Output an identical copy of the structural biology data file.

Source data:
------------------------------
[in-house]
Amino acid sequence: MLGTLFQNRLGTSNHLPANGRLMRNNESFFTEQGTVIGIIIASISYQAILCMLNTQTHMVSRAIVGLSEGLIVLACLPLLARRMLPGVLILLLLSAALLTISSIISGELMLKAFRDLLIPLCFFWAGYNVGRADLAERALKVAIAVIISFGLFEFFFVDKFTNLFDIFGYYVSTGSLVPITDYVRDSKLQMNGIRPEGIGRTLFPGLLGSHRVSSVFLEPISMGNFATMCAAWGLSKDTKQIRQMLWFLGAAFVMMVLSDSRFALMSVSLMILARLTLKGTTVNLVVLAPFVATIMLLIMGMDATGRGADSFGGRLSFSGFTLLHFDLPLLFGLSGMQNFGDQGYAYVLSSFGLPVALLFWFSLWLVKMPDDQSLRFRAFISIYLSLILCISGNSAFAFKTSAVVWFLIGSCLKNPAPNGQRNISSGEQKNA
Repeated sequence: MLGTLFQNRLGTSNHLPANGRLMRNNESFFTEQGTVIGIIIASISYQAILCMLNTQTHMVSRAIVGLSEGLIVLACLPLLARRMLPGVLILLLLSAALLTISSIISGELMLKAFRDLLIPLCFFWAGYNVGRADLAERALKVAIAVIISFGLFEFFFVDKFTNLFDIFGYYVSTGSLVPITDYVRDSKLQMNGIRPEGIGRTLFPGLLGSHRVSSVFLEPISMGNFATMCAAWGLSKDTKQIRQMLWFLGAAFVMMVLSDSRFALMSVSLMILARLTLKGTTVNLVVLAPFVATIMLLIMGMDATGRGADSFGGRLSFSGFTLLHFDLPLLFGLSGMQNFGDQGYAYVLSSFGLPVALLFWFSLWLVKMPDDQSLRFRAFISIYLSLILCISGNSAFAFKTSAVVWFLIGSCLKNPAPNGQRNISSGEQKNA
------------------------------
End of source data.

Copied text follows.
[in-house]
Amino acid sequence: MLGTLFQNRLGTSNHLPANGRLMRNNESFFTEQGTVIGIIIASISYQAILCMLNTQTHMVSRAIVGLSEGLIVLACLPLLARRMLPGVLILLLLSAALLTISSIISGELMLKAFRDLLIPLCFFWAGYNVGRADLAERALKVAIAVIISFGLFEFFFVDKFTNLFDIFGYYVSTGSLVPITDYVRDSKLQMNGIRPEGIGRTLFPGLLGSHRVSSVFLEPISMGNFATMCAAWGLSKDTKQIRQMLWFLGAAFVMMVLSDSRFALMSVSLMILARLTLKGTTVNLVVLAPFVATIMLLIMGMDATGRGADSFGGRLSFSGFTLLHFDLPLLFGLSGMQNFGDQGYAYVLSSFGLPVALLFWFSLWLVKMPDDQSLRFRAFISIYLSLILCISGNSAFAFKTSAVVWFLIGSCLKNPAPNGQRNISSGEQKNA
Repeated sequence: MLGTLFQNRLGTSNHLPANGRLMRNNESFFTEQGTVIGIIIASISYQAILCMLNTQTHMVSRAIVGLSEGLIVLACLPLLARRMLPGVLILLLLSAALLTISSIISGELMLKAFRDLLIPLCFFWAGYNVGRADLAERALKVAIAVIISFGLFEFFFVDKFTNLFDIFGYYVSTGSLVPITDYVRDSKLQMNGIRPEGIGRTLFPGLLGSHRVSSVFLEPISMGNFATMCAAWGLSKDTKQIRQMLWFLGAAFVMMVLSDSRFALMSVSLMILARLTLKGTTVNLVVLAPFVATIMLLIMGMDATGRGADSFGGRLSFSGFTLLHFDLPLLFGLSGMQNFGDQGYAYVLSSFGLPVALLFWFSLWLVKMPDDQSLRFRAFISIYLSLILCISGNSAFAFKTSAVVWFLIGSCLKNPAPNGQRNISSGEQKNA